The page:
For a list of Comcast residential service blocked ports see:

  • @skygizmo:

    Spoke with Comcast. There are no restrictions regarding using an email server or any other server or service.

    If you are on Comcast residential service, then the person you spoke to is completely misinformed. It is their policy to not allow email servers on residential accounts and this has been recently become enforced via technical means. You may be able to obtain an exemption, but you have to ask for this.

    You can verify if outbound TCP port 25 blocking is in effect for you by telnetting to any MX host on port 25.

    Telnetting to one of Comcast's will yield the following or similar banner if blocking is in effect:

    554 comcast Port 25 not allowed -

    Telnetting elsewhere yields a hung connection unless you have IPv6 enabled and the server you are trying to connect to does also.

  • LAYER 8 Global Moderator

    Are you on comcast home account or business connection.

    Lets forget the email portion for a bit, so your saying you can not do a simple nat?  Its like 1 click, you create nat to the port and IP you want on your lan.  It creates the inbound rule for you.

    Are you saying this is not working - or are you trying to base your inbound on host headers, ie your public IP lets call it points to www.domainA.tld and www.domainB.tld also points to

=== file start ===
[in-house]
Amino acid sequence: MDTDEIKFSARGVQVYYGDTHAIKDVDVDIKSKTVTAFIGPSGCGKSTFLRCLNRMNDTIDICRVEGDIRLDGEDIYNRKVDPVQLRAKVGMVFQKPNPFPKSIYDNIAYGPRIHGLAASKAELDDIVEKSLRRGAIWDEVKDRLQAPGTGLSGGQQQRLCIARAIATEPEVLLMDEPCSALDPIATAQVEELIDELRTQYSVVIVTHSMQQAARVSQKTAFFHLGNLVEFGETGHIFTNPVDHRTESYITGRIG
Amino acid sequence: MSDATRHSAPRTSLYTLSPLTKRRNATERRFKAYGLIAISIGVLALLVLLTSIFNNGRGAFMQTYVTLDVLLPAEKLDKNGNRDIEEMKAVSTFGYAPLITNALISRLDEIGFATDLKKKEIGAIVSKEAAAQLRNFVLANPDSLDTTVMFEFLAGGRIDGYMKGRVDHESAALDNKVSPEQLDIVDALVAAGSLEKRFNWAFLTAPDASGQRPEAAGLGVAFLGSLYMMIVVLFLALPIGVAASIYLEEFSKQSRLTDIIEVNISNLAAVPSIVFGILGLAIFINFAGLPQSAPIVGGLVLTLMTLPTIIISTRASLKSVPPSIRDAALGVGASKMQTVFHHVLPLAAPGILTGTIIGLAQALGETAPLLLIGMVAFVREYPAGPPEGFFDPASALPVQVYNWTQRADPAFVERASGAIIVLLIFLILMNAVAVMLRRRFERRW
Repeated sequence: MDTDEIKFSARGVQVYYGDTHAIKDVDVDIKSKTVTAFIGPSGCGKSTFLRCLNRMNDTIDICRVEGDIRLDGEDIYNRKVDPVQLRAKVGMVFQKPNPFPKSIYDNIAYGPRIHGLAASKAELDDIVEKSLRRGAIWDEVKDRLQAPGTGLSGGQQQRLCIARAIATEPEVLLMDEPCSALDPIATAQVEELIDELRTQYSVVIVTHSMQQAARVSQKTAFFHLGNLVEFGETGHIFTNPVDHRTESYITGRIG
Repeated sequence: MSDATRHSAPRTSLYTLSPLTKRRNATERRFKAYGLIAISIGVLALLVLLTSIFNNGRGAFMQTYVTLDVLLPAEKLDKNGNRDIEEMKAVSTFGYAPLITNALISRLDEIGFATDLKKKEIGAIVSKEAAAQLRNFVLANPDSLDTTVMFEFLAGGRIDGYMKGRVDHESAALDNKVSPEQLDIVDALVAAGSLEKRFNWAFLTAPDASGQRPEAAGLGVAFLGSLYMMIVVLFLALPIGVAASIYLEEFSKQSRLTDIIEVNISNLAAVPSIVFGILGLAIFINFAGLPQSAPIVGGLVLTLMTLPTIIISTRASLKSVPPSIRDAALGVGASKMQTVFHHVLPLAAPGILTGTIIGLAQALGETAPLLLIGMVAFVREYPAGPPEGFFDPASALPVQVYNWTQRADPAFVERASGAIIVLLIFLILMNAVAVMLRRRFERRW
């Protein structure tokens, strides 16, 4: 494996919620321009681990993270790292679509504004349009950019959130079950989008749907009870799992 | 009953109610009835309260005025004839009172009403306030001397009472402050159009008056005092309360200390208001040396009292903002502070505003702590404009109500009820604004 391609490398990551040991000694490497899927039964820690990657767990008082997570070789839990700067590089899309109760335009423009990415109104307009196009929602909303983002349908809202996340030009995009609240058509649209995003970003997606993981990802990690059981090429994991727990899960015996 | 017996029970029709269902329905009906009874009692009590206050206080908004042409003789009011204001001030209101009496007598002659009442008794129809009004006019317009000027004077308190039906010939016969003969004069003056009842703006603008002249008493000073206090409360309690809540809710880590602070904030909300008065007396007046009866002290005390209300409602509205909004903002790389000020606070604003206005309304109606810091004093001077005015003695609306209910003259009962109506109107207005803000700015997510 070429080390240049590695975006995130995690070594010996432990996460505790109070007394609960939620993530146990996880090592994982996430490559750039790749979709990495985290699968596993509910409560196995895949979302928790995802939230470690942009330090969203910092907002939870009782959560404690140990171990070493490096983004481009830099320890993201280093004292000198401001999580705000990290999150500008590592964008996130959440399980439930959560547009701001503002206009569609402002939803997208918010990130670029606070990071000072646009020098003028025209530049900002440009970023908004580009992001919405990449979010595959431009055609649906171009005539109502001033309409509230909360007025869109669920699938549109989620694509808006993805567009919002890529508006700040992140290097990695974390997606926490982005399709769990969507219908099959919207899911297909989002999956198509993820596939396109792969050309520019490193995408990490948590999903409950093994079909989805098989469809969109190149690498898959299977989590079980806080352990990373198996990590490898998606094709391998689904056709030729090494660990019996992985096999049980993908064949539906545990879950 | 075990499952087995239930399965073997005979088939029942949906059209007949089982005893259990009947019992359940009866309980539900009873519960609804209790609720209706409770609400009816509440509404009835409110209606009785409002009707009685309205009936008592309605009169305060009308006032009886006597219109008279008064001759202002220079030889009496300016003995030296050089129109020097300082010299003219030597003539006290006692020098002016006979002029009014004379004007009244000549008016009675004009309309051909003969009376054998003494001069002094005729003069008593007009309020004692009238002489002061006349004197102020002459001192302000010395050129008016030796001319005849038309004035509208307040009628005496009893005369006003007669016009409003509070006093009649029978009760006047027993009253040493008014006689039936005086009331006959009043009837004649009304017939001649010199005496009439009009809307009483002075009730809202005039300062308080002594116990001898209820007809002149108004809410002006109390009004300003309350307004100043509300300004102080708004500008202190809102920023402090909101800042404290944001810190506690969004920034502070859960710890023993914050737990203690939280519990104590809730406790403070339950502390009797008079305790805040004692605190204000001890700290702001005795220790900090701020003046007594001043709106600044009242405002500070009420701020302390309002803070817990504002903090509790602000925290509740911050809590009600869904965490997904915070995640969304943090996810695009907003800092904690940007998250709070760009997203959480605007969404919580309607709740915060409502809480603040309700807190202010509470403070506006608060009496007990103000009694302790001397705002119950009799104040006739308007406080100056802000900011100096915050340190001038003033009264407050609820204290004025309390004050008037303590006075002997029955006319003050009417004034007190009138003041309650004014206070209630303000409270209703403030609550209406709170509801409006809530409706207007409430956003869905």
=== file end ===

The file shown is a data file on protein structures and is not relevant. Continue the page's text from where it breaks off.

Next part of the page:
You want the user if going to www.domainA.tld to be sent to on port 80, and if going to www.domainB.tld to go to ?

    Or your saying you can not get http inbound at all - so I go to from outside in my browser and you have nat to for http to go to – this is not working?  How are you testing it, from a box on 192.168.1.x going to or from outside say going to

    I would say verify you can get simple http forward working first before you play with a reverse proxy setup.  Which is the only way your going to be able to make inbound go to different private ips based up the fqdn used to access your public IP.

    What is pfsense connected to on its wan?  A modem or some gateway device?  So your IP on pfsense wan is public!!  not 192.168.x.x or 172.16-31.x.x or 10.x.x.x?

  • Thanks to all. Read your links. Looks like port 25 and 110 will be an issue. I'll deal with that.

    I am able to port forward with the NAT to ONE server. But that is not going to work when I use several servers that listen on the same port. That is the crux of my problem.

    Looks like a revers proxy will know how to sort out the traffic and rout it based on the header info in the packets.

    So, as this is all I need, which would serve my purpose best? Varnish, Squid, Apache, or a different package?

    I have one web server that hosts I have a second that hosts One is at LAN The other is at LAN

    What is the best way to get requests to go to the right server when I have only one public ip?

    Ignore email example. I though it was a simple thing but email is not going to be, maybe. Just focus on dealing with the how one public ip can be routed the right server behind my firewall.

  • I have switched to Comcast business and obtained 5 static ips.

    Thanks to all for help. I'll ask here first what Comcast policies are before I ask Comcast!!!!!

    Thanks again to all for putting up with my ignorance. pfSense is awesome and so is this forum.


  • If you have Comcast Business Class Service there is no restriction on running servers and port 25 is not blocked. There are still some closed ports though,

  • Thanks. I'll check out the link.

Log in to reply